The worm is how we fell in love, or at least how I fell in love with him.

Let’s take a step back. It’s 2007. I’m starting a fresh new chapter in life: the Masters in Teaching program at Seattle University. I make friends. Great friends, and love my new path.

In our cohort there is this guy named Dave whom I can’t quite figure out. He wears old tee shirts and flip-flops all the time; he’s always smiling and talks to everyone with ease. He left a high-paying career in software to become a low-paid math teacher. But there’s some sort of glow around him. Maybe it’s his just his rosy cheeks, I think. But no, it’s more than that—he is the type of person people are drawn to because he is so easy to be around, and that’s his glow.


One of our assigned observations is at an alternative middle school. Eight of us are sent there, and then divided into partners for observing the classrooms. I’m paired with Dave. At first he makes me feel awkward—he sits too close and his face is inches from mine when he speaks (this, I would later learn, was because he had a huge crush on me right from the start of the program). He asks me personal questions when we’re there to work. But he also makes me a little flustered, in a good way. In the I’m-developing-a-crush-too sort of way.

On the first day when the lunch bell rings, we go to the teacher’s lounge and grab our food. The rest of our cohort sits down to eat, but Dave, being the rebel and social butterfly that I am learning he is, leaves. “I’m going to eat with the kids,” he says, one foot out the door. I follow him without even thinking.


We make our way to the playground and find a group of seventh-grade girls that offer us spots beneath their shady tree. Dave makes silly conversation that the girls adore, asking them about their favorite colors and movies and bands. “Are you going to be our teacher next year?” they ask. He is going to make a great teacher, I think to myself. And as I sit next to him, I find that my mind is drawn to him. I’m not thinking about the banter of these girls, asking me where I grew up and what kind of music I listen to. I’m spitting out robotic answers, because all I can think about is Dave.

On our last day at the school, we observe a special education classroom where children from all ranges of the Autism spectrum learn together. Their teacher is a gem, and at the end of her lesson declares, “It’s the Jenny and Dave hour! You get to ask them whatever you want.” The kids light up like Christmas lights.


For the next fifteen minutes we’re peppered with questions from how much money we make to what size shoe we wear to what our favorite foods are. Then one boy stands up. He speaks with his head down, his face flushed, wringing his hands together and rocking from side to side as he speaks. There is an important question in his brain that he needs to ask. He is being extremely brave in this moment.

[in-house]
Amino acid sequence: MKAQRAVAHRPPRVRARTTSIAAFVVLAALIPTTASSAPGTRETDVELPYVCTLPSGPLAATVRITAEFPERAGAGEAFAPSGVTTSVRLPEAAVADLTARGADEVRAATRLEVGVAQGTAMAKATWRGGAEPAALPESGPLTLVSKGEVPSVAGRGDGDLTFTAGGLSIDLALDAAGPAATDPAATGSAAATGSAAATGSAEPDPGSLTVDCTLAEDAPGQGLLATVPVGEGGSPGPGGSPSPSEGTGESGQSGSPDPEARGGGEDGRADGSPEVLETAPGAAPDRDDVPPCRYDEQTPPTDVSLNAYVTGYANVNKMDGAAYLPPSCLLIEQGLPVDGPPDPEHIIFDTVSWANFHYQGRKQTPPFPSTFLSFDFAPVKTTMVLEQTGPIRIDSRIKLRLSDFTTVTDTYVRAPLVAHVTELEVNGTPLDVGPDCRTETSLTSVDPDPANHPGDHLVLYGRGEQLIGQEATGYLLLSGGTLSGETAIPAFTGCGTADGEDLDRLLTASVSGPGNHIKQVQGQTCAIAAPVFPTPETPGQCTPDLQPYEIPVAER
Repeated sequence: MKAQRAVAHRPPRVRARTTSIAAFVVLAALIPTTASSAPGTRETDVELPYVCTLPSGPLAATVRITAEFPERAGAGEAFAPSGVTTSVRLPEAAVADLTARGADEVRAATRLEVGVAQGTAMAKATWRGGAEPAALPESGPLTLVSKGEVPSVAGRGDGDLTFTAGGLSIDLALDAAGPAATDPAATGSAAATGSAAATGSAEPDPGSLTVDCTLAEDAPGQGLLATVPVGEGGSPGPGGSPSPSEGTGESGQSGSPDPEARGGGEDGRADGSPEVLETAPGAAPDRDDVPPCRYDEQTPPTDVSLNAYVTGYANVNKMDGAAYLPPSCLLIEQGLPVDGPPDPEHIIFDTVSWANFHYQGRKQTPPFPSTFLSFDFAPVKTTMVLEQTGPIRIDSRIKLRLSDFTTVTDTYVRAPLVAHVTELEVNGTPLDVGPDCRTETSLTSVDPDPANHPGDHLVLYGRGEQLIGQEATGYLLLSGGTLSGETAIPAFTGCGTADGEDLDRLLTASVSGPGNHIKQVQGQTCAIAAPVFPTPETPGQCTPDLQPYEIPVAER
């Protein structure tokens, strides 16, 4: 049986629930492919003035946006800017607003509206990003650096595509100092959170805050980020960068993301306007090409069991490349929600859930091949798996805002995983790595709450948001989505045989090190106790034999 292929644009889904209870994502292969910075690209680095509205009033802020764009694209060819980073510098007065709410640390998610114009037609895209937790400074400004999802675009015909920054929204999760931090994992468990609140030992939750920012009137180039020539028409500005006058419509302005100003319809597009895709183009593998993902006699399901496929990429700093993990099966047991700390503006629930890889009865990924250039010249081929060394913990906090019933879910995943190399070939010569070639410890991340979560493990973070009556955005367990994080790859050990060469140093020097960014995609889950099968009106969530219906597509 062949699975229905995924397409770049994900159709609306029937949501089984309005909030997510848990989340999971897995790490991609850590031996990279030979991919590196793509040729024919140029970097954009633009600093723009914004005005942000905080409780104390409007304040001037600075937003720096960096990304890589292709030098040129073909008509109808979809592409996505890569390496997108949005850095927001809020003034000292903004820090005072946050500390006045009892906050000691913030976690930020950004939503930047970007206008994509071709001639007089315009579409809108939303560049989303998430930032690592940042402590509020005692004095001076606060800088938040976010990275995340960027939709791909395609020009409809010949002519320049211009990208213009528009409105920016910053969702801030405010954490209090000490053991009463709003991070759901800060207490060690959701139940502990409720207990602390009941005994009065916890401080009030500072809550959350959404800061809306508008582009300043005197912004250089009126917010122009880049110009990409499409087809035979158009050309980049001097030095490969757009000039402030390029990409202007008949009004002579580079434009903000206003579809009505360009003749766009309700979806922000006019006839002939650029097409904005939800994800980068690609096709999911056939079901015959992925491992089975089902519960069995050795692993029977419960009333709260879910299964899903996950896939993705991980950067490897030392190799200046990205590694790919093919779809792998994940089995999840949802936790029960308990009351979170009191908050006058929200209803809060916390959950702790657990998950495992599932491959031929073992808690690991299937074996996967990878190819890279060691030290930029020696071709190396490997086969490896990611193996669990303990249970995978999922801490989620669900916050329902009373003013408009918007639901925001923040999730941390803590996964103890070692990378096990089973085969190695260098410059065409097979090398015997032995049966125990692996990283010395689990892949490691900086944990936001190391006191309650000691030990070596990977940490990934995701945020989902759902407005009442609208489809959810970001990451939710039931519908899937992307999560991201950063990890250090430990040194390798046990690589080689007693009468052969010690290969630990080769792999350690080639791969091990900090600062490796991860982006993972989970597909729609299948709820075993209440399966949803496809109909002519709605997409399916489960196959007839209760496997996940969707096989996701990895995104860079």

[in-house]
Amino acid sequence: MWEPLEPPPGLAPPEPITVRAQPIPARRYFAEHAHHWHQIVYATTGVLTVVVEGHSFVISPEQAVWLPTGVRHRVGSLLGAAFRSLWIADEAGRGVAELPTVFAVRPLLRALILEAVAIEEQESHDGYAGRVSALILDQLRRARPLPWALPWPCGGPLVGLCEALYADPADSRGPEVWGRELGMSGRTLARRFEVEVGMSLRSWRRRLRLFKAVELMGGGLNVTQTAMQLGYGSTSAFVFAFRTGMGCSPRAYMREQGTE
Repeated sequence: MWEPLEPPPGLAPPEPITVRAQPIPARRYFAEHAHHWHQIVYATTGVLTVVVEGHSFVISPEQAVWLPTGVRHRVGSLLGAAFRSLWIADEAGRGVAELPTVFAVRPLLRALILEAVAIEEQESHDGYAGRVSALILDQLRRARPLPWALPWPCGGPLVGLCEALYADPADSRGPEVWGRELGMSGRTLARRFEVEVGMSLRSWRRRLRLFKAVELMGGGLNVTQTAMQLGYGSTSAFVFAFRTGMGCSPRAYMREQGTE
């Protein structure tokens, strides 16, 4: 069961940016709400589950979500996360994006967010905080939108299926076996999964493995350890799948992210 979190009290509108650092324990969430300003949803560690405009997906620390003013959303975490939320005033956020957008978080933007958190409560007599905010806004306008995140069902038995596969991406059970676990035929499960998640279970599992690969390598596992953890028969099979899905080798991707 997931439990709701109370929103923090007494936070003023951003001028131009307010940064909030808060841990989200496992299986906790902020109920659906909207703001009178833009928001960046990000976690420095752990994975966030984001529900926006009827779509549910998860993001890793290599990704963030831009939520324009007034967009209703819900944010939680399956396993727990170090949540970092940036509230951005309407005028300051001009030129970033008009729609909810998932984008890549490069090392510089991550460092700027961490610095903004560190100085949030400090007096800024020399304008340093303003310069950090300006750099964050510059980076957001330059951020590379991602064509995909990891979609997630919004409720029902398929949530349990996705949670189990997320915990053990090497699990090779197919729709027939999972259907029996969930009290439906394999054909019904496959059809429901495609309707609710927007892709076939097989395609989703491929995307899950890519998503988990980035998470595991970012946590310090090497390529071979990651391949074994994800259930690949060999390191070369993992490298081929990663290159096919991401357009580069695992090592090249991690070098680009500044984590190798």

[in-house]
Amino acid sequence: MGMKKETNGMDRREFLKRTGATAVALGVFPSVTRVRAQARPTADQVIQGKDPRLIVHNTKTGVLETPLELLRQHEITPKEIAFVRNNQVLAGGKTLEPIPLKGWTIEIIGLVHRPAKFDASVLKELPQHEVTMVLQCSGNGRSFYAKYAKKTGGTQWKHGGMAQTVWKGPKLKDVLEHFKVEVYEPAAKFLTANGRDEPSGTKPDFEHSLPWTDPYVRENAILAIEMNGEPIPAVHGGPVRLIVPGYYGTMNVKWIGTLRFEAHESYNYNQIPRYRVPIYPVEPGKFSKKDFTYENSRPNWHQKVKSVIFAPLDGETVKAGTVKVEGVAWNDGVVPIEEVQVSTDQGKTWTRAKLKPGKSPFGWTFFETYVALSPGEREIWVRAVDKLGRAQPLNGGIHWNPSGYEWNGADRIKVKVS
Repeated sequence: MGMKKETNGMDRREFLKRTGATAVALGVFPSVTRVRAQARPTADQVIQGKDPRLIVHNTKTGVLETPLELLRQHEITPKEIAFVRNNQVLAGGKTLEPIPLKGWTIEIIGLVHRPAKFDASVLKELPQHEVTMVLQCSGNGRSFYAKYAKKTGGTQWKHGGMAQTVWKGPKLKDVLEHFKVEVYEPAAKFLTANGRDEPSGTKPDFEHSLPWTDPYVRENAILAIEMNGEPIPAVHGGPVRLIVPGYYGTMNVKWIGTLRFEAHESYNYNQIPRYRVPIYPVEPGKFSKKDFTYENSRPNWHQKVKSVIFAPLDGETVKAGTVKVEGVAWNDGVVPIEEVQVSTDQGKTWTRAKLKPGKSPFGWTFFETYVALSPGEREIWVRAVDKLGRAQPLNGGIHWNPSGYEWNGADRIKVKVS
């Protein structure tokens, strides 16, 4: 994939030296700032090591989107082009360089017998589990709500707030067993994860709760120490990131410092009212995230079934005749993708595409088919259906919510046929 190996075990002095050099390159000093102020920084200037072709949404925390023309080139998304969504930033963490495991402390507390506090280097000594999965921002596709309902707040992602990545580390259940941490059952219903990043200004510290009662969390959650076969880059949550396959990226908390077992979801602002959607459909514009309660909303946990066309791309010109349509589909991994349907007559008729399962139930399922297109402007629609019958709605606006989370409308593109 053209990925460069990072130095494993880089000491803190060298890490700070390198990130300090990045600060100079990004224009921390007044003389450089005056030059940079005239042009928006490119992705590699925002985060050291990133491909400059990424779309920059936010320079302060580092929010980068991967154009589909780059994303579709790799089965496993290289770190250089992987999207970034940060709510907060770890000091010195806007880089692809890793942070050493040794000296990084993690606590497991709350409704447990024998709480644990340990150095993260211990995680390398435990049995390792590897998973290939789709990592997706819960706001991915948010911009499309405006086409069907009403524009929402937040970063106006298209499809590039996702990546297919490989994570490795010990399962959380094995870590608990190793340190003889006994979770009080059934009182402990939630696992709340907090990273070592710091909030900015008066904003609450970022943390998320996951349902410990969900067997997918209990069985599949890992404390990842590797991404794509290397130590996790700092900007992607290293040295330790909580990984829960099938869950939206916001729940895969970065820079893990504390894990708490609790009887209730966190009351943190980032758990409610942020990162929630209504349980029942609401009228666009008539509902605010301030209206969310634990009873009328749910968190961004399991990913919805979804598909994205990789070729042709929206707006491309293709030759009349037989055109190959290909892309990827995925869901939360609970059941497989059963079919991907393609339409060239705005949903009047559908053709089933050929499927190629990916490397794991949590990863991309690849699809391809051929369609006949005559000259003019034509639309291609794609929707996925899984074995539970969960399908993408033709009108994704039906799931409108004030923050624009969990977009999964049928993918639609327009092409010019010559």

“If there is a piece of chocolate and it has a worm on top, which one of you would eat the chocolate and which one of you would eat the worm?”


I look to Dave and Dave looks to me.

“I’ll eat the worm,” he says. “She can have the chocolate.”

From that day forward, we fell for each other. Hard. Knowing that he was the one, and him knowing that I was the one, I made him wait to ask me the question—the question that comes with a ring—for three months. A year before I entered the Masters program I had broken off an engagement that left me wounded. I had to be extremely sure that this was going to last forever; that he was indeed the one, and the only one, forever.


Three very happy months later, we took a walk to a park near his house. We loved going to parks and sitting on the swings, talking and laughing and doing nothing. It was our thing. As I sat on the swing, thinking about how our three months were up, Dave came around, stood in front of me, and then knelt. I don’t remember the words or how I said yes, but that yes, that agreement between us that we would be partners for the rest of our lives was the best decision I ever made.

Partners. There are no better words for what we are to one another. We tackle this life together, one day at a time, with a strong-willed 2 year-old, a sweet, precocious 4 year-old, one sweet dog, and a nagging broken ear. Somehow we do it all, but there is no way that we could if we didn’t do it together.


We wrote our own marriage vows, and recited them to one another five years ago this week: August 2nd, 2008. One line of our vows was this: “I promise to support you. I will help you when you need help and try to help even when you don’t ask for it.” Dave has done exactly that and more for me in the past year. My illness has tested our lives, our strength, our sanity. And through it all, Dave has me covered. It’s like he’s superhuman or something—he works all day, then comes home to the two wild things and takes over so I can rest. He “eats the worm” everyday, and I’d be nothing without him.

Plus he keeps me in chocolate, so there’s that.